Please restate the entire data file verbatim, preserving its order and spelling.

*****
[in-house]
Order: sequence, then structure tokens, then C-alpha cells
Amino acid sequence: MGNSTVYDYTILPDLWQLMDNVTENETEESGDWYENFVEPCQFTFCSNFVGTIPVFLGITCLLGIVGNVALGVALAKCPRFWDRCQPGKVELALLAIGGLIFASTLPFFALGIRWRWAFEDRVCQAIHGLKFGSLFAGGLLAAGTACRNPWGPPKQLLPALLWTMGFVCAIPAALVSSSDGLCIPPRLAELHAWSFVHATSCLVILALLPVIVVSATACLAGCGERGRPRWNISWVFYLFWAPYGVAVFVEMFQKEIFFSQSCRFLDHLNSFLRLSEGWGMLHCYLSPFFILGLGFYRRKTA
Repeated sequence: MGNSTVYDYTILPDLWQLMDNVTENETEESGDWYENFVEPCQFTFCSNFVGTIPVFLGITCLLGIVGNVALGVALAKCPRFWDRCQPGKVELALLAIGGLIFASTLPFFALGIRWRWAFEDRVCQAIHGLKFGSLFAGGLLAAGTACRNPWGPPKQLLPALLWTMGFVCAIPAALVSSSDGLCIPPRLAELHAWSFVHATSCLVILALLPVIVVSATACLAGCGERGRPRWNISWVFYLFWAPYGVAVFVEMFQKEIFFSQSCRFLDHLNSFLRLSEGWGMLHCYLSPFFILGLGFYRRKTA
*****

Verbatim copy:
[in-house]
Order: sequence, then structure tokens, then C-alpha cells
Amino acid sequence: MGNSTVYDYTILPDLWQLMDNVTENETEESGDWYENFVEPCQFTFCSNFVGTIPVFLGITCLLGIVGNVALGVALAKCPRFWDRCQPGKVELALLAIGGLIFASTLPFFALGIRWRWAFEDRVCQAIHGLKFGSLFAGGLLAAGTACRNPWGPPKQLLPALLWTMGFVCAIPAALVSSSDGLCIPPRLAELHAWSFVHATSCLVILALLPVIVVSATACLAGCGERGRPRWNISWVFYLFWAPYGVAVFVEMFQKEIFFSQSCRFLDHLNSFLRLSEGWGMLHCYLSPFFILGLGFYRRKTA
Repeated sequence: MGNSTVYDYTILPDLWQLMDNVTENETEESGDWYENFVEPCQFTFCSNFVGTIPVFLGITCLLGIVGNVALGVALAKCPRFWDRCQPGKVELALLAIGGLIFASTLPFFALGIRWRWAFEDRVCQAIHGLKFGSLFAGGLLAAGTACRNPWGPPKQLLPALLWTMGFVCAIPAALVSSSDGLCIPPRLAELHAWSFVHATSCLVILALLPVIVVSATACLAGCGERGRPRWNISWVFYLFWAPYGVAVFVEMFQKEIFFSQSCRFLDHLNSFLRLSEGWGMLHCYLSPFFILGLGFYRRKTA